To make sure that any results were really due to the hotline and not the police’s engagement activities during the advertising, in a second set of areas, the police distributed another 55,000 “placebo” stickers that did not contain the hotline number but were otherwise similar. Officers also went door to door, encouraging residents to contact them with any issues, but did not mention the hotline. Finally, a third set of areas – the control group – did not receive any stickers or police visits.
We surveyed a representative sample of residents province-wide before and after the hotline advertisement to measure its effectiveness. We found that the hotline increased people’s willingness to contact the police, even after accounting for the effects of the police’s door-to-door efforts. Advertising the hotline increased crime reporting by more than 11% among people who had experienced a crime.
This result may seem obvious, but its power lies in the hotline’s simplicity: a single smartphone manned by an officer at the provincial headquarters, who relayed requests to the appropriate municipal station via existing radio channels. The hotline is so simple and inexpensive that it could be introduced nearly anywhere.
Of course, the outcome we really care about is reducing crime. Here, our results were mixed. In the six months of our study, we did not detect any differences in rates of robberies, burglaries, assaults, or drug distribution. The hotline’s only apparent impact on safety was on insurgent activity: residents of areas where we advertised the hotline reported that they were less affected by insurgents compared to residents elsewhere. And concerningly, these same residents reported lower satisfaction with the police than those living in the rest of the province.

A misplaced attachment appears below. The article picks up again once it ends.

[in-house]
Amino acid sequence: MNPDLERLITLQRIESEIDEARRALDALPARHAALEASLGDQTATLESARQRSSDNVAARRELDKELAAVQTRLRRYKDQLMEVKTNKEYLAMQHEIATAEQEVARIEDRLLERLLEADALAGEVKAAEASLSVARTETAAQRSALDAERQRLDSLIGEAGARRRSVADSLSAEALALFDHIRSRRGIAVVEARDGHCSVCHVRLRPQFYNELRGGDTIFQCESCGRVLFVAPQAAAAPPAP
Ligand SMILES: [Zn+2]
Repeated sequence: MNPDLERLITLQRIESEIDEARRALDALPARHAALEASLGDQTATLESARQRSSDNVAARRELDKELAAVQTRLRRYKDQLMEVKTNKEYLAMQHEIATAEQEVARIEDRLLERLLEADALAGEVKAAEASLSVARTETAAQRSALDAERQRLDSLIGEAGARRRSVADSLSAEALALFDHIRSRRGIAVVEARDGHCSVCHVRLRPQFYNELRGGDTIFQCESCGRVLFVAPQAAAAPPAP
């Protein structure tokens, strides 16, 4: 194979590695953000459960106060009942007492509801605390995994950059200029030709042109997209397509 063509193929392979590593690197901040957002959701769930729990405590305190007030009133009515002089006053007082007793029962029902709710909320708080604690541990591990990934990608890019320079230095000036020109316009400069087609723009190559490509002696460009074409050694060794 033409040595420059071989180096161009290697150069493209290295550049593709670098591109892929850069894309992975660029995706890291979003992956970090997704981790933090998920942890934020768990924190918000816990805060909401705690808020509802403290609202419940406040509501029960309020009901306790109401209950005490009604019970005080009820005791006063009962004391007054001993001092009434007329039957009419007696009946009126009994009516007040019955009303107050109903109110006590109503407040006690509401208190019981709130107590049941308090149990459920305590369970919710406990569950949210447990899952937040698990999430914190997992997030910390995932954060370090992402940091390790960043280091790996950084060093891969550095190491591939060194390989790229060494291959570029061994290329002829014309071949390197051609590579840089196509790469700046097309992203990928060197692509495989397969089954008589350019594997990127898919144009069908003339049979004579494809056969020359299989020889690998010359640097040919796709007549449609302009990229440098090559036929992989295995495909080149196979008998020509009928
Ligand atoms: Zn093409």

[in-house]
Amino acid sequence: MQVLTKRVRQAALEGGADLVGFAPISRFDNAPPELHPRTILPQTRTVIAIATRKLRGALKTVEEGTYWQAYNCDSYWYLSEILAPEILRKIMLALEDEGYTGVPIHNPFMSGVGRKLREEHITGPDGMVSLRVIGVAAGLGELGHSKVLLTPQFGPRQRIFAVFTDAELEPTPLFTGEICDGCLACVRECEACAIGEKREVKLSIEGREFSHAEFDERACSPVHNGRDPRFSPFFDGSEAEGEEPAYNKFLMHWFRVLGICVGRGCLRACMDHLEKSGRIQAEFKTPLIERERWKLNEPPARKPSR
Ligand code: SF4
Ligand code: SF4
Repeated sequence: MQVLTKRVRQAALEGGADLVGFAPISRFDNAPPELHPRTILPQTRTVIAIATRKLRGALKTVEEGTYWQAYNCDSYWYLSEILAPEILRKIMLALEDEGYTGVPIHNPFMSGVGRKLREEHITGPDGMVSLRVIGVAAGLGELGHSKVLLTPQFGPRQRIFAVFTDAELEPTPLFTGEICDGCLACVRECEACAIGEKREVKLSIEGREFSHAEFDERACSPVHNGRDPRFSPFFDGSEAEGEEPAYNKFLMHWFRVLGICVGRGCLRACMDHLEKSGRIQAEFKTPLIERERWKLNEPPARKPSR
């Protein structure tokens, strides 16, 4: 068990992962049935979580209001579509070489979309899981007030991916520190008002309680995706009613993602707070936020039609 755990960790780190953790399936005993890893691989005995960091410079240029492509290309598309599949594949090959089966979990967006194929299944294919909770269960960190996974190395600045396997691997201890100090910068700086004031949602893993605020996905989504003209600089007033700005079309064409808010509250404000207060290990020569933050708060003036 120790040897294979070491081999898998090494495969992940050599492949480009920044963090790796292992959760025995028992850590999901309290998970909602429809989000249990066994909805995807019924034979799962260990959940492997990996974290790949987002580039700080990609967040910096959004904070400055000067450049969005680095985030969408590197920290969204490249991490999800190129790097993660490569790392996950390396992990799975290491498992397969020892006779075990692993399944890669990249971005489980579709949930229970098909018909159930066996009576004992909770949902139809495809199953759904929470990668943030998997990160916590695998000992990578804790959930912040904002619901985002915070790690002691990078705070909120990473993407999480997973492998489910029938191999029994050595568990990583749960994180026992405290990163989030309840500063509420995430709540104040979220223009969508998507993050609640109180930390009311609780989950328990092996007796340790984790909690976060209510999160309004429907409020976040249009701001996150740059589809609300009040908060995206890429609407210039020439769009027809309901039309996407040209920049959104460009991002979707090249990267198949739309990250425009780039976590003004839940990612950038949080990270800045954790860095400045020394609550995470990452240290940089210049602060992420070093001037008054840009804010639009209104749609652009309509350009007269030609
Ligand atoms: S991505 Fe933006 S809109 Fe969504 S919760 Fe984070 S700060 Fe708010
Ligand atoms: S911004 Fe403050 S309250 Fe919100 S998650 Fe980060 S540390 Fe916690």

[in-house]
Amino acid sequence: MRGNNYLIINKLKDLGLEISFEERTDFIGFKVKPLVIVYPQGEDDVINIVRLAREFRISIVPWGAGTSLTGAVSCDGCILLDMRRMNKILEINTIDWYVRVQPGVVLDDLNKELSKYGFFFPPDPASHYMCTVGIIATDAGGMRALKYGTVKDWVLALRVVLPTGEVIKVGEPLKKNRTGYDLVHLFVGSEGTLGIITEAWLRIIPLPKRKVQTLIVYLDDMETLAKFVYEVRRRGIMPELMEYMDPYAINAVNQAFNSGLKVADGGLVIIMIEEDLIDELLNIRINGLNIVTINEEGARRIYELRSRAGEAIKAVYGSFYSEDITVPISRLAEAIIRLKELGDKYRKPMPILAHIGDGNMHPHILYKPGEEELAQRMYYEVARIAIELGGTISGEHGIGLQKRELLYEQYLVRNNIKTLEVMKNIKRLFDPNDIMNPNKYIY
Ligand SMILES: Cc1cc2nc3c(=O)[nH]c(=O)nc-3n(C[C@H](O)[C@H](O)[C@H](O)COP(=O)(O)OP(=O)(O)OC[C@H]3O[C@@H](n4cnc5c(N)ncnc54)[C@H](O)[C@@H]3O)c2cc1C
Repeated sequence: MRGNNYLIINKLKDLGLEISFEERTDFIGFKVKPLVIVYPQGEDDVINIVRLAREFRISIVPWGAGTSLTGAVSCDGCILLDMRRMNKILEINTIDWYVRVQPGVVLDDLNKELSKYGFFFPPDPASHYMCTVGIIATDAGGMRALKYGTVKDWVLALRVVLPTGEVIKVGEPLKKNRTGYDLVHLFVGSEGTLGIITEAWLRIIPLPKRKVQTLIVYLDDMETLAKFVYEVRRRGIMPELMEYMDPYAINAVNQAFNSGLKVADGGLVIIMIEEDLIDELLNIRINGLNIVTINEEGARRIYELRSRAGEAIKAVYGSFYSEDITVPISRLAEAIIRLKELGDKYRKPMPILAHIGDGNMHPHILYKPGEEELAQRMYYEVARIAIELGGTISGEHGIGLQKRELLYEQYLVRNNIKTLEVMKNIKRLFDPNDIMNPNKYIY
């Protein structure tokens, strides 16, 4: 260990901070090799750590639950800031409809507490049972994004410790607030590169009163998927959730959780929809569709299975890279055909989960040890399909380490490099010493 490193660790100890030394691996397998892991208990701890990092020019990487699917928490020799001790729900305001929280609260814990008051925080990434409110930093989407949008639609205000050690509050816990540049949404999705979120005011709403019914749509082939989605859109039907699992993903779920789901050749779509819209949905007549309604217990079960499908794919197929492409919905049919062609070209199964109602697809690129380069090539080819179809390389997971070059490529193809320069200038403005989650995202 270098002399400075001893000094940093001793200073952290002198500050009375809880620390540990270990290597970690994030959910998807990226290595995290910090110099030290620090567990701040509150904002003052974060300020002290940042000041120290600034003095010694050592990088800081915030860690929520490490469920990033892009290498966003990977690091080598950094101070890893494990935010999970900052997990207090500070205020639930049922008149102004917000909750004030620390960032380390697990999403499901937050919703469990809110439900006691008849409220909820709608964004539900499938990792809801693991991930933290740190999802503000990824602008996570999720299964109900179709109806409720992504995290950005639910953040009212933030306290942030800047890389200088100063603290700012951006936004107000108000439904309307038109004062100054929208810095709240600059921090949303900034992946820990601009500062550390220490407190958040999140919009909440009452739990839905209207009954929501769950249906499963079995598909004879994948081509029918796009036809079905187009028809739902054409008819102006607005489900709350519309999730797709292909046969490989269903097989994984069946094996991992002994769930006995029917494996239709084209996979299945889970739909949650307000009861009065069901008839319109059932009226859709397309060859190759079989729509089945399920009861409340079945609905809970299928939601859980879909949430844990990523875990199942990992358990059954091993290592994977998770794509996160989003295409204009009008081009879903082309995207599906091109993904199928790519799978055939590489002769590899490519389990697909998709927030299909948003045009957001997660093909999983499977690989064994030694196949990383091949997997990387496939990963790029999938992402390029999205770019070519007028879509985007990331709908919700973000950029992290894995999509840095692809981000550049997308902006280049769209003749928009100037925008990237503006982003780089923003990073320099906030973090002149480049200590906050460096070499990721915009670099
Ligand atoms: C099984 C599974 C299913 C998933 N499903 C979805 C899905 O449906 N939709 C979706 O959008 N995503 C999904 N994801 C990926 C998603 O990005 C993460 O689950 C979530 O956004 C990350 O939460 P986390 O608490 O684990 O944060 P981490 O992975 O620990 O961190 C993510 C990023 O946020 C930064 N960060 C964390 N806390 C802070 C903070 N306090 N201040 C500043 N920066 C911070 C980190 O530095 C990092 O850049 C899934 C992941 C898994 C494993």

What explains this pattern? While we can’t say for sure, the evidence points to a difference between the types of problems citizens reported to the police and the types of problems on which the police focused their efforts. We know from surveying PNP officers that the police view deterring insurgents as a priority. On the other hand, the citizens living in Sorsogon say that ordinary crimes like public intoxication, disputes between neighbors, and assault are the most important threats to public safety that they face. If the police received requests for help on a range of issues but were not responsive to some, it would explain citizens’ decreased satisfaction.